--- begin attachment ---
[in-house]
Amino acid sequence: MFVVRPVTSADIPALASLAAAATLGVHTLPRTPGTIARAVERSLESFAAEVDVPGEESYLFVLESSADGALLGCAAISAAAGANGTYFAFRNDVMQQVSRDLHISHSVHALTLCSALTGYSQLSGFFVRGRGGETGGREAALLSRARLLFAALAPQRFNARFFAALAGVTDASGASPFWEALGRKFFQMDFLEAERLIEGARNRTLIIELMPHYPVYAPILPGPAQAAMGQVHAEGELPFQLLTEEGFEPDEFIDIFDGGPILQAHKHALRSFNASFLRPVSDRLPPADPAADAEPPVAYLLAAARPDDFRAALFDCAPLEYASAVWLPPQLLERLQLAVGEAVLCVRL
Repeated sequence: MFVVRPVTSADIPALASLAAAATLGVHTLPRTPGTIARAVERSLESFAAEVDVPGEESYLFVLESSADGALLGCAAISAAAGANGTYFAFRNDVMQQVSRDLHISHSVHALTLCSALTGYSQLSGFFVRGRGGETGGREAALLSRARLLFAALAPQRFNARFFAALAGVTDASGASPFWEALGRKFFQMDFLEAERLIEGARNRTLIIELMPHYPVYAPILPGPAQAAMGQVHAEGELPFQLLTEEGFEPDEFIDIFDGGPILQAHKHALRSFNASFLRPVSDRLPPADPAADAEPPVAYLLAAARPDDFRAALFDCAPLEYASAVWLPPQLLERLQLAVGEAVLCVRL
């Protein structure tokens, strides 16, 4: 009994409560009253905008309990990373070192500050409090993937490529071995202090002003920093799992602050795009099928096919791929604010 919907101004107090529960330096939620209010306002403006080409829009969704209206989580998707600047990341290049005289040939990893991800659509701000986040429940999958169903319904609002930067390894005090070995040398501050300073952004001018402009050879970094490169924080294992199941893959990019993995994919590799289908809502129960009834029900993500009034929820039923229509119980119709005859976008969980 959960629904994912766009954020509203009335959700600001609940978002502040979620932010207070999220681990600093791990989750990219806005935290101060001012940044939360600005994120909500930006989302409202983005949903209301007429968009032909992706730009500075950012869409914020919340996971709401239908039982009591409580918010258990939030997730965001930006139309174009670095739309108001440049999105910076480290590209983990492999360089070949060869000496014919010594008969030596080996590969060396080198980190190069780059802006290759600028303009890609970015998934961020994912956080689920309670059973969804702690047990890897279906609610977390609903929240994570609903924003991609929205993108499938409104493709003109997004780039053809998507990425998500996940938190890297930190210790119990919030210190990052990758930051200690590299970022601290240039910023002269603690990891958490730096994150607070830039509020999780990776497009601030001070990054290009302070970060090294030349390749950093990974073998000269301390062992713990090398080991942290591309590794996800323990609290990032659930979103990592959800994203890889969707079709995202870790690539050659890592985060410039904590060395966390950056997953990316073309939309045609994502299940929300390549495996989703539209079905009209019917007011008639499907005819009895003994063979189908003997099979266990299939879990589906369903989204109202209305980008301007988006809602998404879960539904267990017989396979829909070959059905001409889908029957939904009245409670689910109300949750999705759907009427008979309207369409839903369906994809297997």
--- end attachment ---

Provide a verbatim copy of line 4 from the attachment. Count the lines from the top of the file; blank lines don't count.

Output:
């Protein structure tokens, strides 16, 4: 009994409560009253905008309990990373070192500050409090993937490529071995202090002003920093799992602050795009099928096919791929604010 919907101004107090529960330096939620209010306002403006080409829009969704209206989580998707600047990341290049005289040939990893991800659509701000986040429940999958169903319904609002930067390894005090070995040398501050300073952004001018402009050879970094490169924080294992199941893959990019993995994919590799289908809502129960009834029900993500009034929820039923229509119980119709005859976008969980 959960629904994912766009954020509203009335959700600001609940978002502040979620932010207070999220681990600093791990989750990219806005935290101060001012940044939360600005994120909500930006989302409202983005949903209301007429968009032909992706730009500075950012869409914020919340996971709401239908039982009591409580918010258990939030997730965001930006139309174009670095739309108001440049999105910076480290590209983990492999360089070949060869000496014919010594008969030596080996590969060396080198980190190069780059802006290759600028303009890609970015998934961020994912956080689920309670059973969804702690047990890897279906609610977390609903929240994570609903924003991609929205993108499938409104493709003109997004780039053809998507990425998500996940938190890297930190210790119990919030210190990052990758930051200690590299970022601290240039910023002269603690990891958490730096994150607070830039509020999780990776497009601030001070990054290009302070970060090294030349390749950093990974073998000269301390062992713990090398080991942290591309590794996800323990609290990032659930979103990592959800994203890889969707079709995202870790690539050659890592985060410039904590060395966390950056997953990316073309939309045609994502299940929300390549495996989703539209079905009209019917007011008639499907005819009895003994063979189908003997099979266990299939879990589906369903989204109202209305980008301007988006809602998404879960539904267990017989396979829909070959059905001409889908029957939904009245409670689910109300949750999705759907009427008979309207369409839903369906994809297997």